Upon approaching this laboratory exercise, students had already performed a traditional alkaline lysis and had also read the original paper describing the procedure [7]. Previously, the students had turned in a short paper in which, among other things, they had to write an extensive discussion about their previous plasmid isolation. Students commonly encountered the following problems with traditional alkaline lysis methods: high levels of RNA and/or low yields of plasmid DNA. The students were given the opportunity to troubleshoot, and most were able to draw reasonable conclusions about potential sources of error. For example, students who had high levels of RNA were asked to review their procedures; some realized that they had made errors in calculating the amount of RNase to add, and some concluded that perhaps the RNase was not as active as they thought. This led them to either increase incubation times and/or use a new aliquot of enzyme. Those students with low plasmid yields focused on more complete resuspension of the cells, more complete cell lysis, and/or more careful execution of the procedures so that losses could be avoided. They redirected accordingly and then repeated the plasmid preparation with new and improved procedures.

In addition to repeating the plasmid preparation using traditional alkaline lysis, students perform a plasmid preparation using a Qiagen® plasmid kit. First, as commercial kits are commonly used in academic and industrial research settings, it is beneficial for students who move beyond the classroom to have had exposure to it. Second, it is very common for scientists to have to perform a procedure or protocol that is unfamiliar to them; using a kit provides good practice in understanding and following instructions. Before performing the Qiagen prep, students were asked to read the protocol and troubleshooting guide in the manual that accompanied the kit because they would receive very little guidance from the instructor. The goal was to encourage them to try and understand this procedure based upon what they already knew about the theory behind it. For example, they realized that the solutions that were in the Qiagen® plasmid kit were essentially the same as those used for traditional alkaline lysis. As a result, they understood that the two procedures were essentially parallel until they reached the chromatography step of the Qiagen® plasmid kit.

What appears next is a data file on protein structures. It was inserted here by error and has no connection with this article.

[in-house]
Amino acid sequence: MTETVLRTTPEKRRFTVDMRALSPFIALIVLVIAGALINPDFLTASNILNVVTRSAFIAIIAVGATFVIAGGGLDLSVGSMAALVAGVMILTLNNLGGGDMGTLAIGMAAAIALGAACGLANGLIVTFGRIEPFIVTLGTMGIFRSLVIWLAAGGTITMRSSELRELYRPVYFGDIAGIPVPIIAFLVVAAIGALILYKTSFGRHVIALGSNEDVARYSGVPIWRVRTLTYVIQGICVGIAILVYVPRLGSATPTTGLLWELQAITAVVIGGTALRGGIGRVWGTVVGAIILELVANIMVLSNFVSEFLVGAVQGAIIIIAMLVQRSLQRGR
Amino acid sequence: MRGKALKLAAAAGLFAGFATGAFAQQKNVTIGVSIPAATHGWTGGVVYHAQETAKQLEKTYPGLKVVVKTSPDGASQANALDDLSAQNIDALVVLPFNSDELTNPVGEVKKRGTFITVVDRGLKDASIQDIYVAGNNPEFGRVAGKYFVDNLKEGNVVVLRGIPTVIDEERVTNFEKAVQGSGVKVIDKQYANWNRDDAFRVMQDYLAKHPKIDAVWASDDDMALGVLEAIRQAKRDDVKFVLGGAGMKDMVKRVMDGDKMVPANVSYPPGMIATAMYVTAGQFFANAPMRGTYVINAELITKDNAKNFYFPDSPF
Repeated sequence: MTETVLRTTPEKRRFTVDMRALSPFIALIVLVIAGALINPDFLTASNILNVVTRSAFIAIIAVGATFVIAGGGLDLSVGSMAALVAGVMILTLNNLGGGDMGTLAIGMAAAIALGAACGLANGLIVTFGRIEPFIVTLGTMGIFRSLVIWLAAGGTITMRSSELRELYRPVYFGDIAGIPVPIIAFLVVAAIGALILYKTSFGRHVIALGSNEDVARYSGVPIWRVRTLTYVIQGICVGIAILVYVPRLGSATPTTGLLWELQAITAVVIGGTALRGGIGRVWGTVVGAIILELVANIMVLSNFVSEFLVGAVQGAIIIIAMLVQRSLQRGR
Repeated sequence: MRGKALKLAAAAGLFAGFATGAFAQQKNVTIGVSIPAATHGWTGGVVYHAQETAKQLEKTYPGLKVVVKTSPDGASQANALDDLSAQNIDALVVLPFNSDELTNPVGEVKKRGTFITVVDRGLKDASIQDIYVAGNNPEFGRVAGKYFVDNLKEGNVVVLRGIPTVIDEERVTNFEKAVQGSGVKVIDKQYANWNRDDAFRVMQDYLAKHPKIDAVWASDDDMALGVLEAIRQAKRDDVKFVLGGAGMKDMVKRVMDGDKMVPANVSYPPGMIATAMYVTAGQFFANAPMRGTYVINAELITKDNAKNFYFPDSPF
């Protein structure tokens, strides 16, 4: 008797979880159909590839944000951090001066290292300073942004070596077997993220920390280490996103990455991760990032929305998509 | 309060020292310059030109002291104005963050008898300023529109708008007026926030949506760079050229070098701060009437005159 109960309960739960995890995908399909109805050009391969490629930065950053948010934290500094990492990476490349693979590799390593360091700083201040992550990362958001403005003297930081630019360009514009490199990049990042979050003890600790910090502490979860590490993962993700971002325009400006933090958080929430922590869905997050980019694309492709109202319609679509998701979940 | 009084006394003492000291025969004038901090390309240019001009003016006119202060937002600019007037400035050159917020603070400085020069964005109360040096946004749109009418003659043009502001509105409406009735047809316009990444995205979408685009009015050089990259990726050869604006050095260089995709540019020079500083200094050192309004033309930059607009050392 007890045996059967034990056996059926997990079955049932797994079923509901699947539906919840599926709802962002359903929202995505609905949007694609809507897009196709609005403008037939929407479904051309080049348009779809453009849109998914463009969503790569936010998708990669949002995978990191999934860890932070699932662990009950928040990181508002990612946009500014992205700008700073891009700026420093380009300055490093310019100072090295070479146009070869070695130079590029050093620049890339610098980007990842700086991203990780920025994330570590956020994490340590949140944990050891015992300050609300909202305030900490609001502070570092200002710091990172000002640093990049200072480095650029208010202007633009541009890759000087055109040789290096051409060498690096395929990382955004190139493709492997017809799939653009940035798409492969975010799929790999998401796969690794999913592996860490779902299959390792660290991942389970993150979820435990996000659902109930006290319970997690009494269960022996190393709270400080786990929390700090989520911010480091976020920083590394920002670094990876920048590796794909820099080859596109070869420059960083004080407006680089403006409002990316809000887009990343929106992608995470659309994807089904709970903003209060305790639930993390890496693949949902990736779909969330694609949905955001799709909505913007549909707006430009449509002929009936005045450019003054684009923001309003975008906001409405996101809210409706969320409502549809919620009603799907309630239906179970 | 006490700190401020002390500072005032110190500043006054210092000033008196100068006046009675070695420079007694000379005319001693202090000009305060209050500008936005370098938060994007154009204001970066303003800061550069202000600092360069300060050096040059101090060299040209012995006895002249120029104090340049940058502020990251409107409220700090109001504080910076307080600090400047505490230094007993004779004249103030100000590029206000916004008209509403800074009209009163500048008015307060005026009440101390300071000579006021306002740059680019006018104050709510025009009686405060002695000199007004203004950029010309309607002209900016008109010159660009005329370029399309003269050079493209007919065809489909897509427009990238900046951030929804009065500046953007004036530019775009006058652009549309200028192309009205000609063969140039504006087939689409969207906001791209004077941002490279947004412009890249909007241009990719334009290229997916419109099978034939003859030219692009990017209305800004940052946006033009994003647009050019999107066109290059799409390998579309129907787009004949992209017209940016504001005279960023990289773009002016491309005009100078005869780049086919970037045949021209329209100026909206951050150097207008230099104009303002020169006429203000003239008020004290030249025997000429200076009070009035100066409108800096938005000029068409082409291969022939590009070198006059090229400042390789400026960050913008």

It was made clear that students would only have 2 weeks to complete the entire project; this encouraged them to understand and plan procedures prior to coming to the laboratory and to work cooperatively during the laboratory period. Traditional laboratories are often well planned out for students, and thus, they need not give much thought to the logistics of carrying out procedures. Providing students with a more open-ended approach places the impetus on them to develop plans to achieve a particular goal and then to implement those plans in a timely manner. During the first week of the assignment, they performed both plasmid preparations and planned the restriction enzyme digests; they were given minimal guidance. In terms of planning the restriction digests, students quickly figured out that they needed to consult internet resources, namely the catalogs and websites of the suppliers, to find maps of the plasmids so that they could design the appropriate restriction enzyme analysis and subsequently interpret the data. Students were encouraged to use sequence analysis software such as Vector NTI® or web-based tools such as NEBcutter found at the New England Biolabs website (www.neb.com). The latter program is free and accommodates a variety of sequence formats or allows sequence retrieval if a GenBank™ accession number is available.